Could Food Knowledge Save Your Life in the Future?

Knowing how to grow or raise food, cook, and recognize poisonous plants could be vital to your survival for when SHTF. Some plants are poisonous to the touch, to eat raw or when not prepared correctly. Foodborne illnesses could exacerbate other illnesses in a survival situation, and knowing how to protect yourself and your crew is when knowledge equals power.

HydroponicsIndoor Gardening

Let’s be honest with ourselves, shall we? Those enormous containers of dehydrated mashed potatoes are only going to last for so long. Creating a sustainable food system is key to survival. Growing and raising fresh food can be simple and easy to do with the right knowledge and equipment. Consider planning for a hydroponic gardening system, equipped with lights, water source and an organic growing medium (such as rockwool or coco).


In the event that the soil is contaminated and no longer suitable for farming, prepare to do your gardening indoors. In hydroponic indoor gardening, as long as you have the space, you can grow almost any vegetable or berry that you would like. You can even grow your own herbs in a container garden to add some flavor to your meals. A simple hydroponic setup can be inexpensive to create and produce a large crop in minimal space. Just because SHTF doesn’t mean that you shouldn’t still be able to eat good-tasting food.

Cooking Staples

Stockpile a couple of good cookbooks and lock them away for the days after all the dehydrated and freeze-dried food has come and gone. If you have never cooked using a turnip or eggplant before, learn how to now to ease the learning pains later on. More than likely, meat will become more scarce, and diets will move towards something resembling a vegetarian diet. The best starting point is to plant beans, squash and potatoes to store up on hardier food staples before planting things like greens and tomatoes.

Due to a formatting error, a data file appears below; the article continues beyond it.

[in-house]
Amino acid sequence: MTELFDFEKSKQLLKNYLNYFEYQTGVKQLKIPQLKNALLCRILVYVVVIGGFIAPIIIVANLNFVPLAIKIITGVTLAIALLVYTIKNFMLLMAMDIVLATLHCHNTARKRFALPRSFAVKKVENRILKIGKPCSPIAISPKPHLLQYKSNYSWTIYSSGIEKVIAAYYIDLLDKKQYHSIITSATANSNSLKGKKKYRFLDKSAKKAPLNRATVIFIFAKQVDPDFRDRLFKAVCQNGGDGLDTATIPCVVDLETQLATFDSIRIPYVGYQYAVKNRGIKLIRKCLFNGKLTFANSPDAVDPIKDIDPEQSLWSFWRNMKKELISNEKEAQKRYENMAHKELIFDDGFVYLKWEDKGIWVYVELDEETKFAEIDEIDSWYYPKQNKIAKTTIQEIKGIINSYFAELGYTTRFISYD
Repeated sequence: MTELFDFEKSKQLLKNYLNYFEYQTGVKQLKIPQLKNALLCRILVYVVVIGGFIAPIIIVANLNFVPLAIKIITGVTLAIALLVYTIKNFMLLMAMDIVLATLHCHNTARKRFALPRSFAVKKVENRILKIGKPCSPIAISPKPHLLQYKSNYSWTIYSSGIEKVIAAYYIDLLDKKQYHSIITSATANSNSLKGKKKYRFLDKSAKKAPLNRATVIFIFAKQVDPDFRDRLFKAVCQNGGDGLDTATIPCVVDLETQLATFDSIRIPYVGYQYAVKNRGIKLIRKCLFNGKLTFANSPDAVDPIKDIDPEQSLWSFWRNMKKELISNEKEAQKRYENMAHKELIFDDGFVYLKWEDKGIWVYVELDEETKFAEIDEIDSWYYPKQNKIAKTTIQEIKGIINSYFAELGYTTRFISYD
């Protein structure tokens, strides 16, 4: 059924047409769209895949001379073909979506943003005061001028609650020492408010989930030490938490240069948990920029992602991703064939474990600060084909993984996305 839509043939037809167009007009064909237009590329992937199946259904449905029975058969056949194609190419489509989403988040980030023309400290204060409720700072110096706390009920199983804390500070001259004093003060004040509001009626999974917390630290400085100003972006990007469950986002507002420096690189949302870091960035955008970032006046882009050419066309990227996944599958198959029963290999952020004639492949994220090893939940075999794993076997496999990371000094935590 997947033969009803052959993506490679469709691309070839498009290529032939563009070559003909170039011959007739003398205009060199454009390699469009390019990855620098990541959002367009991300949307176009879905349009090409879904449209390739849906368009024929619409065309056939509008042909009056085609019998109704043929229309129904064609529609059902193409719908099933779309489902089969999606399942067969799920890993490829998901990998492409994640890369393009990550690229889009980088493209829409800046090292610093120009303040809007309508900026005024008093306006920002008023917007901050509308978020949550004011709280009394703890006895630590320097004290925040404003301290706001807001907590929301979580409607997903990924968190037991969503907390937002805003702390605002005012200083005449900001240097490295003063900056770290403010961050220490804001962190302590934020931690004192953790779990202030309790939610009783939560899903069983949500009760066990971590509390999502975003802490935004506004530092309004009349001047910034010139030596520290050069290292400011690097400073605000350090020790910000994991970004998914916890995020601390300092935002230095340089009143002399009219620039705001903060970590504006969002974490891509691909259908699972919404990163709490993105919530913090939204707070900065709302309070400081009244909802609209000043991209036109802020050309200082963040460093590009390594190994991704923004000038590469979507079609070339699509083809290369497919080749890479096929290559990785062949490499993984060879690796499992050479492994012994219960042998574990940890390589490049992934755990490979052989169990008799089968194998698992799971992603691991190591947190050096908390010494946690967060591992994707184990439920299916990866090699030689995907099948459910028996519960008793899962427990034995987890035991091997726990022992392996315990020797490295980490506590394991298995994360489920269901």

Create a cooking system for your shelter equipped with a stock pot, soup pot, a frying pan and a cast iron skillet. If you end up raising fowl or still being able to hunt, the bones make a nice stock that can be used to add nutritious flavor to your meals. Cast irons are built to last and will be very valuable to you for years to come. Acquire metal cooking and eating utensils to ensure a longer lasting lifespan.

Plant Identification

Plant identification is vital for survival and may stand between life and death. Poisonous hemlock looks much like wild carrots or parsnips, and not knowing the difference can cost you your life. Learn the plants of your local area, if that is where you have prepped to hunker down when the time comes. Purchase books, talk to old timers in the area, and familiarize yourself with local noxious weeds. If you find yourself in a place where you are unfamiliar with the local flora and fauna, you can always try the universal edibility test.


If you are confident in knowing the species of the plant but are unsure of its growing conditions, boil or thoroughly saute to remove any remaining bacteria or food borne illnesses that may have resided in the water that it was potentially grown in. To eliminate further possibility of foodborne illnesses, do not eat any food that is showing signs of rotting or molding to prevent potential food poisoning.


Some good rules of thumb to follow if you are not confident in your plant identification ability is to avoid wild plants that have:

  • Milky or discolored sap
  • Three-leaved growth pattern
  • Beans, bulbs, or seeds inside pods
  • Bitter or soapy taste
  • Dill, carrot, parsnip, or parsley-like foliage
  • “Almond” scent in woody parts and leaves
  • Grain heads with pink, purplish, or black spurs
  • Spines, fine hairs, or thorns


Becoming a great chef, a novice plant expert and being prepared can be what separates you from living well and starvation. Of all the numerous ways that you may meet your end, being without food should not be one of them.



About the Author:
Brooke Faulkner’s mission in life is to be prepared for anything life throws at her. As a mother of two, more often than not that includes legos and snotty viruses. When she’s not writing, she can usually be found zipping around the wilderness on her ATV.

One thought on “Could Food Knowledge Save Your Life in the Future?

Leave a Reply

This site uses Akismet to reduce spam. Learn how your comment data is processed.

%d bloggers like this: